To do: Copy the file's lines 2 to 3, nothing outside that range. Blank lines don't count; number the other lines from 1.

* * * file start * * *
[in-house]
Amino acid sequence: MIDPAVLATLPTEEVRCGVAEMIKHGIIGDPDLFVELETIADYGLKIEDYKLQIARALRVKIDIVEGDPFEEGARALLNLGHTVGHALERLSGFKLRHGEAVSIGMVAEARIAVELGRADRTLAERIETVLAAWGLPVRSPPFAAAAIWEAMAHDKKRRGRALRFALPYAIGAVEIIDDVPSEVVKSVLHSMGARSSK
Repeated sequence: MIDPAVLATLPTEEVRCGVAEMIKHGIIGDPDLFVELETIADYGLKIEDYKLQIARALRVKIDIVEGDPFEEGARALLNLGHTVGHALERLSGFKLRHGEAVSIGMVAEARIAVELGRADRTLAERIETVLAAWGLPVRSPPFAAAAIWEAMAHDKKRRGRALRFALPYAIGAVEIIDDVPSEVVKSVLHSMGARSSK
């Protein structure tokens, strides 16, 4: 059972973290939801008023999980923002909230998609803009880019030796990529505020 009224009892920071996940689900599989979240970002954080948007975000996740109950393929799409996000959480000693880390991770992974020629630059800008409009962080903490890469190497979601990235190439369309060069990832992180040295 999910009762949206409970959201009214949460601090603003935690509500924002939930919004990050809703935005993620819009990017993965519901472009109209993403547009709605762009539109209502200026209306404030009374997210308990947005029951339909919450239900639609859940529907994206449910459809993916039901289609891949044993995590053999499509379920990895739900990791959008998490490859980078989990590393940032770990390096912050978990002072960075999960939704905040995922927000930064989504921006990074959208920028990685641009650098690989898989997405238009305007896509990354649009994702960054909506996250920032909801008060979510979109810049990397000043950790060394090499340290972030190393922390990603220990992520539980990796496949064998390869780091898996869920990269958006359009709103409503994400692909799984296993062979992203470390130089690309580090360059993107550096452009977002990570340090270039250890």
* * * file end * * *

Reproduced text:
Amino acid sequence: MIDPAVLATLPTEEVRCGVAEMIKHGIIGDPDLFVELETIADYGLKIEDYKLQIARALRVKIDIVEGDPFEEGARALLNLGHTVGHALERLSGFKLRHGEAVSIGMVAEARIAVELGRADRTLAERIETVLAAWGLPVRSPPFAAAAIWEAMAHDKKRRGRALRFALPYAIGAVEIIDDVPSEVVKSVLHSMGARSSK
Repeated sequence: MIDPAVLATLPTEEVRCGVAEMIKHGIIGDPDLFVELETIADYGLKIEDYKLQIARALRVKIDIVEGDPFEEGARALLNLGHTVGHALERLSGFKLRHGEAVSIGMVAEARIAVELGRADRTLAERIETVLAAWGLPVRSPPFAAAAIWEAMAHDKKRRGRALRFALPYAIGAVEIIDDVPSEVVKSVLHSMGARSSK